Darkest Hour SPOILER-FREE Review

My attention was initially brought to Darkest Hour when the first image was released of Gary Oldman as Winston Churchill, and nobody believed it was actually the actor. I studied that picture for hours, and was still not convinced that it was truly Oldman. There was virtually no resemblance between the actor and the man standing in that photo, and that's really where my interest in the film began. Since then, Darkest Hour has gone on to gain a ton of awards buzz, being talked about as an Oscars front-runner, specifically in regards to Oldman's performance. I have heard nothing by rave reviews about Oldman in this movie, some claiming it to be the best performance he's ever given. However, it seemed like Darkest Hour could be a case where the central performance is fantastic, but the film surrounding it is simply alright, such as last year's Jackie. So I went into the movie convinced I would love Gary Oldman in it, but I was not sure whether I would end up liking the actual film, and I was pleasantly surprised. Darkest Hour does shine a great deal due to Gary Oldman's performance, but it is also a very competent and engaging film in its own right. 

Newly-appointed British Prime Minister Winston Churchill (Oldman) must navigate how to approach the early beginnings of World War II.

Gary Oldman is wholly unrecognizable as Winston Churchill, in the best way possible. He gives the performance of his career, and if he does not win Best Lead Actor at the Academy Awards this year, there will be riots in the streets. I would say he is an absolute lock to win, but you do have Daniel Day-Lewis' final film coming out in Phantom Thread, and you cannot discount Daniel Day-Lewis when it comes to the Oscars. First of all, the makeup work on Oldman is just stunning. The only tiny resemblance I could see in this character on screen to Oldman was his eyes. Other than that, there is no part of this character physically that is Gary Oldman. The makeup people were able to entirely and utterly transform a person, and that is a Herculean feat on their part that they marvelously pulled off. But the transformation doesn't end with his physicality; Oldman is not performing in Darkest Hour, but has rather become Winston Churchill. He has inhabited another human being. I had to keep reminding myself as I was watching the film that not only was it Gary Oldman on screen, but that this was a film and not some sort of dramatized documentary. Every inch of Oldman is transformed, and it results in not just the best performance of 2017, but the best performance I believe Oldman has given in his entire career. He absolutely deserves to take home the Oscar.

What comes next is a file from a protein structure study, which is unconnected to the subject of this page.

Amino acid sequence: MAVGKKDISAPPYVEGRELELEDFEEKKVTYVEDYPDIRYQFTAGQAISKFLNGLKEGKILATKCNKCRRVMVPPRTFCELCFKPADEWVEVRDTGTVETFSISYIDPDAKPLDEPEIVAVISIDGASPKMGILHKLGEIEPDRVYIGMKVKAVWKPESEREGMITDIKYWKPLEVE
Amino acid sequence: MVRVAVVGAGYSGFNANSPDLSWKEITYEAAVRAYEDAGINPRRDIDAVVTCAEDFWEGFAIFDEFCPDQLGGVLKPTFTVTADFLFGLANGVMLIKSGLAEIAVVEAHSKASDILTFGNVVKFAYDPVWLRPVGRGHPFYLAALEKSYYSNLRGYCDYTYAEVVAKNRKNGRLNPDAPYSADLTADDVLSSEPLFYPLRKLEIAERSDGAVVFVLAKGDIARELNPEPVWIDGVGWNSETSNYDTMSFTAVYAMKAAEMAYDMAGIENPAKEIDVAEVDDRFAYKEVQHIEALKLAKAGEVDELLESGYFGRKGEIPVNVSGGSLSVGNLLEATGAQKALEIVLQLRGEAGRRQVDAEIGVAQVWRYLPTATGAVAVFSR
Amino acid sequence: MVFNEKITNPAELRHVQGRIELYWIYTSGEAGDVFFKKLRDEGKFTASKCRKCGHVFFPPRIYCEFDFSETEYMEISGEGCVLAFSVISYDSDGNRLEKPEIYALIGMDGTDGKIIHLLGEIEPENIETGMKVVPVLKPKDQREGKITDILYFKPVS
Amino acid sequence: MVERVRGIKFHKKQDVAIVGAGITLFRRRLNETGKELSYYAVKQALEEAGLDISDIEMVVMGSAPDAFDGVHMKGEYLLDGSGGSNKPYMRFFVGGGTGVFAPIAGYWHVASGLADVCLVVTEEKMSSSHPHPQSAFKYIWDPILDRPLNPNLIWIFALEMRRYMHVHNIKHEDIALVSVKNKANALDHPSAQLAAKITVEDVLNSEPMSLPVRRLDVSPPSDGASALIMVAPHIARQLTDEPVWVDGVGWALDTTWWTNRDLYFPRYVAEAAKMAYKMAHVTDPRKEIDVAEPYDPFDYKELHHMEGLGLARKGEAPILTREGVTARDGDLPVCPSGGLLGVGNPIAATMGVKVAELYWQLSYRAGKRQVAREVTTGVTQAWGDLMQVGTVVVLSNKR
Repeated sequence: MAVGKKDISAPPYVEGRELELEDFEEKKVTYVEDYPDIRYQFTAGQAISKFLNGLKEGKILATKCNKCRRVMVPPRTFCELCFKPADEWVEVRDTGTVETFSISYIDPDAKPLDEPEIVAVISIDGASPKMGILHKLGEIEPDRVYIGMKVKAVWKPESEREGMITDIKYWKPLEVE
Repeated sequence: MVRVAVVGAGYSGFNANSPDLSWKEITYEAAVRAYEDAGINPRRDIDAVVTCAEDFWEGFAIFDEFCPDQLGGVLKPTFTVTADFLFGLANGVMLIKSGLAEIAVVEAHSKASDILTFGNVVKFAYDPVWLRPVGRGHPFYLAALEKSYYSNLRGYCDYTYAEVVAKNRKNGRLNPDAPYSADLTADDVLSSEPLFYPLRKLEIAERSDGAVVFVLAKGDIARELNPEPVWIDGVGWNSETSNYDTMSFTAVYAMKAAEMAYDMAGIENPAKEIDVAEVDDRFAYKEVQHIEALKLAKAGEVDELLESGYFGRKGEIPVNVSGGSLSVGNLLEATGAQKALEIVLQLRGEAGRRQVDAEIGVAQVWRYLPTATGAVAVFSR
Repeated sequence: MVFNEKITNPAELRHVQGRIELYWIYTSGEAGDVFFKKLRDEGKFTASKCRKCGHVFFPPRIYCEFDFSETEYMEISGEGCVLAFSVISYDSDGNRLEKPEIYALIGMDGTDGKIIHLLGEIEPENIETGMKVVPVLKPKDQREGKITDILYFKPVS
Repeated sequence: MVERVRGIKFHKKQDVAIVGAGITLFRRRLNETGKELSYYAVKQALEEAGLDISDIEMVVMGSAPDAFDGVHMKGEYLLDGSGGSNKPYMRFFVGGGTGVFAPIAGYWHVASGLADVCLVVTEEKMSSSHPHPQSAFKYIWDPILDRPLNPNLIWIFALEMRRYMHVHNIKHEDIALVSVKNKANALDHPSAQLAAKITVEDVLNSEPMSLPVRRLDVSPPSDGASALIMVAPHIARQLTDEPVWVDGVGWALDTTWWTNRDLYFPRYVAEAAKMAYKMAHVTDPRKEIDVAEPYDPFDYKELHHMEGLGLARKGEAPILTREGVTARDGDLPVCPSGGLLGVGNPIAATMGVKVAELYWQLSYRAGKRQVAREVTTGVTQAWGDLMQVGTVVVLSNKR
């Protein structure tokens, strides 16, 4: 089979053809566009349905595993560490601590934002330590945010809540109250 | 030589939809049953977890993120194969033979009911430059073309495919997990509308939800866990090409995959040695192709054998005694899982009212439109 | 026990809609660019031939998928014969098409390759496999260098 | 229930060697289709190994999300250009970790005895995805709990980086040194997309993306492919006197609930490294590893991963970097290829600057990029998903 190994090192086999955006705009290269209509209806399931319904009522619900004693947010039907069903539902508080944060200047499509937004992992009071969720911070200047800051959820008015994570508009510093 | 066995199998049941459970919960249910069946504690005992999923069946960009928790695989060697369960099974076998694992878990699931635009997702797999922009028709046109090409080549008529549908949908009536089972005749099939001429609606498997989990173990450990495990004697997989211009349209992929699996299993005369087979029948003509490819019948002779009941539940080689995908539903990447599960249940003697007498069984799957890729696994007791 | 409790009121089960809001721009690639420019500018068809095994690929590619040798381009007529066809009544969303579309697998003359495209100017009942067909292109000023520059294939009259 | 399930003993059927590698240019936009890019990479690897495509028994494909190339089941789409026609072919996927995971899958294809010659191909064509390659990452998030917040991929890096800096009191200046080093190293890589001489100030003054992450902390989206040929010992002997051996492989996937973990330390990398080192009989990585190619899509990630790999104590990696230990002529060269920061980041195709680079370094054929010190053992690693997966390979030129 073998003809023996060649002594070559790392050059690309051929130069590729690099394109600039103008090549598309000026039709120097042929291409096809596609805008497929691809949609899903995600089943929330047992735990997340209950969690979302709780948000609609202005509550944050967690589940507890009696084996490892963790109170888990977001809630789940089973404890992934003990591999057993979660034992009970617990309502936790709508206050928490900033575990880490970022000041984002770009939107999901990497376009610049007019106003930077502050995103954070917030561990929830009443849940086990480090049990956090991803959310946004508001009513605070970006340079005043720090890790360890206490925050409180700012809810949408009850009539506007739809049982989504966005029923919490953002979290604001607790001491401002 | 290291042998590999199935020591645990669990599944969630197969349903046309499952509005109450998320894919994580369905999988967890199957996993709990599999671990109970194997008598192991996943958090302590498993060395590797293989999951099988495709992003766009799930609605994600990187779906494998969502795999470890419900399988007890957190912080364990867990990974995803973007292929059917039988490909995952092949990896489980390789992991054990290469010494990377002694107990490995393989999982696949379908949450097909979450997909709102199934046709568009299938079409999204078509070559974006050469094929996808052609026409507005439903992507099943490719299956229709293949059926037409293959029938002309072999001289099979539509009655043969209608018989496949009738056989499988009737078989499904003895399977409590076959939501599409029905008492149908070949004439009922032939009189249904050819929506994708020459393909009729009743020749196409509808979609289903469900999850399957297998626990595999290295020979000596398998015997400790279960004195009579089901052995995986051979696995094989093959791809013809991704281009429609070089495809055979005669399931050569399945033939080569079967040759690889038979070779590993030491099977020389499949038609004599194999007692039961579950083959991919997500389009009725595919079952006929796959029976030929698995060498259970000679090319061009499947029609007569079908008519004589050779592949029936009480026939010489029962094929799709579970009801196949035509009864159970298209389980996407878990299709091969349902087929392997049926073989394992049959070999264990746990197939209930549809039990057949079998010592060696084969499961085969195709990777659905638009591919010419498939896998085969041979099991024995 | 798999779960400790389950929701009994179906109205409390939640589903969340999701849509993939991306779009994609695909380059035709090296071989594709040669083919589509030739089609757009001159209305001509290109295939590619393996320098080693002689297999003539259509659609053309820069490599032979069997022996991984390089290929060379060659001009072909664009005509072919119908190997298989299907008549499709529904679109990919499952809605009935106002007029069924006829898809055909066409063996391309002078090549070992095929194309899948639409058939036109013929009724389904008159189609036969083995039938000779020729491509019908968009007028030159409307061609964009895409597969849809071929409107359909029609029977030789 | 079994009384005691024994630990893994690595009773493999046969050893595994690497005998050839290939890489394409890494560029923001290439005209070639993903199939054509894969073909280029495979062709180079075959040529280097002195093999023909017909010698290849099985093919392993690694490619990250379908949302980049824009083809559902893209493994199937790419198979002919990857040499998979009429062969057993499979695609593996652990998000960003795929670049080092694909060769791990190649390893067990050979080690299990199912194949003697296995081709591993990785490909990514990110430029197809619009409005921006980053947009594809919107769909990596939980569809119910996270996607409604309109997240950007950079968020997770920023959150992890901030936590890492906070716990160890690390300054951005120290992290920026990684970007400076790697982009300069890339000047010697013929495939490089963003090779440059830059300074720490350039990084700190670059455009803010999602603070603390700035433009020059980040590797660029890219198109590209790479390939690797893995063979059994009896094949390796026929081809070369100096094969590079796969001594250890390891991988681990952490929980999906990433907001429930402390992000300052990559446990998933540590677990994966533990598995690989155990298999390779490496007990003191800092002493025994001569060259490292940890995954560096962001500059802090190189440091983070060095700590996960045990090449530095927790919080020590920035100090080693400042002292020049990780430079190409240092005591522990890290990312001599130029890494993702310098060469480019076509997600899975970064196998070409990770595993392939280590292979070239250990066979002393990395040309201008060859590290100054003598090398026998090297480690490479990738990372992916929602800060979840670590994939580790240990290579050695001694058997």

The characterization of Churchill is also brilliant. He is shown to be a deeply conflicted man, one who has a sense of what the right thing to do is, but constantly doubts himself. He is loud and rude, and feared by many of his colleagues; he is not a perfect person, nor even a necessarily nice person. But through his flaws, you still stand behind him. It's fascinating to think about the fact that there was even question as to whether or not to go to war with Hitler and Nazi Germany, but many British lawmakers want to enter negotiations with Hitler. To the country, Churchill comes across as staunch in his beliefs, but privately he agonizes over whether or not he is making the right decision. The writing, paired with Oldman's performance, brings about the elegance of these sequences, and really gives new depth and dimension to this historical figure. One of the best scenes of the movie is when Churchill speaks with some ordinary citizens on a subway, gauging their thoughts on the potential impending war with Nazi Germany. It brings so much complexity to Churchill, and I really appreciate that level of nuance and sophistication. While Oldman's performance is what shines most about this film, there are other fantastic elements as well. It's beautifully shot, with some truly stunning cinematography. All of the work that went into the design of the costumes and production in order to capture this time period is incredible. You are entirely transported to this time, and it is a transformation that matches Oldman's own character metamorphosis.